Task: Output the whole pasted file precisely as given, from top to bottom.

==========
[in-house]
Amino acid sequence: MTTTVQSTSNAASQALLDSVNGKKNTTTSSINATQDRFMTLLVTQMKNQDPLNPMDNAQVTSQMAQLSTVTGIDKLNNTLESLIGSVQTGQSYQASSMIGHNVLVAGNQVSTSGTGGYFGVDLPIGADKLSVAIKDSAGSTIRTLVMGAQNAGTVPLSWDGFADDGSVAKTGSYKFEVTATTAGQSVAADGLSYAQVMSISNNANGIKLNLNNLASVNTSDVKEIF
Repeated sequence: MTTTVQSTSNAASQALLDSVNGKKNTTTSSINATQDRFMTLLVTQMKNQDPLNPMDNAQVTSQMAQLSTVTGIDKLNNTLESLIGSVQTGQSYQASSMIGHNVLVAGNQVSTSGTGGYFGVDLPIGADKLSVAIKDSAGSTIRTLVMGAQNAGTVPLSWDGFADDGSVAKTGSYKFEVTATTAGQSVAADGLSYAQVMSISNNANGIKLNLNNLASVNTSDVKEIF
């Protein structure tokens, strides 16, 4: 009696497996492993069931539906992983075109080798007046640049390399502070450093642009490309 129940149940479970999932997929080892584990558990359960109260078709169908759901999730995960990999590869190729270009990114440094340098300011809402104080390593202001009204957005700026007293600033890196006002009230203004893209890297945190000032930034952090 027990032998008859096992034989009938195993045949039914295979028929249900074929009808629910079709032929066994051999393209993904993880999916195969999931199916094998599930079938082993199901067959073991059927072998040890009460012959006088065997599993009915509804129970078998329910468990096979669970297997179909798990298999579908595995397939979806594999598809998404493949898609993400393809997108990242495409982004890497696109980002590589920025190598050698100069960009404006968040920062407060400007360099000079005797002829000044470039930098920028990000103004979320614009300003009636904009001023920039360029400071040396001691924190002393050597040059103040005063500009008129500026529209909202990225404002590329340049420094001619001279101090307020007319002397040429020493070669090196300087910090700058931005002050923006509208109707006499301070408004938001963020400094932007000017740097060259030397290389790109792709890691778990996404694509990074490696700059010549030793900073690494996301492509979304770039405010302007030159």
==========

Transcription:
[in-house]
Amino acid sequence: MTTTVQSTSNAASQALLDSVNGKKNTTTSSINATQDRFMTLLVTQMKNQDPLNPMDNAQVTSQMAQLSTVTGIDKLNNTLESLIGSVQTGQSYQASSMIGHNVLVAGNQVSTSGTGGYFGVDLPIGADKLSVAIKDSAGSTIRTLVMGAQNAGTVPLSWDGFADDGSVAKTGSYKFEVTATTAGQSVAADGLSYAQVMSISNNANGIKLNLNNLASVNTSDVKEIF
Repeated sequence: MTTTVQSTSNAASQALLDSVNGKKNTTTSSINATQDRFMTLLVTQMKNQDPLNPMDNAQVTSQMAQLSTVTGIDKLNNTLESLIGSVQTGQSYQASSMIGHNVLVAGNQVSTSGTGGYFGVDLPIGADKLSVAIKDSAGSTIRTLVMGAQNAGTVPLSWDGFADDGSVAKTGSYKFEVTATTAGQSVAADGLSYAQVMSISNNANGIKLNLNNLASVNTSDVKEIF
């Protein structure tokens, strides 16, 4: 009696497996492993069931539906992983075109080798007046640049390399502070450093642009490309 129940149940479970999932997929080892584990558990359960109260078709169908759901999730995960990999590869190729270009990114440094340098300011809402104080390593202001009204957005700026007293600033890196006002009230203004893209890297945190000032930034952090 027990032998008859096992034989009938195993045949039914295979028929249900074929009808629910079709032929066994051999393209993904993880999916195969999931199916094998599930079938082993199901067959073991059927072998040890009460012959006088065997599993009915509804129970078998329910468990096979669970297997179909798990298999579908595995397939979806594999598809998404493949898609993400393809997108990242495409982004890497696109980002590589920025190598050698100069960009404006968040920062407060400007360099000079005797002829000044470039930098920028990000103004979320614009300003009636904009001023920039360029400071040396001691924190002393050597040059103040005063500009008129500026529209909202990225404002590329340049420094001619001279101090307020007319002397040429020493070669090196300087910090700058931005002050923006509208109707006499301070408004938001963020400094932007000017740097060259030397290389790109792709890691778990996404694509990074490696700059010549030793900073690494996301492509979304770039405010302007030159």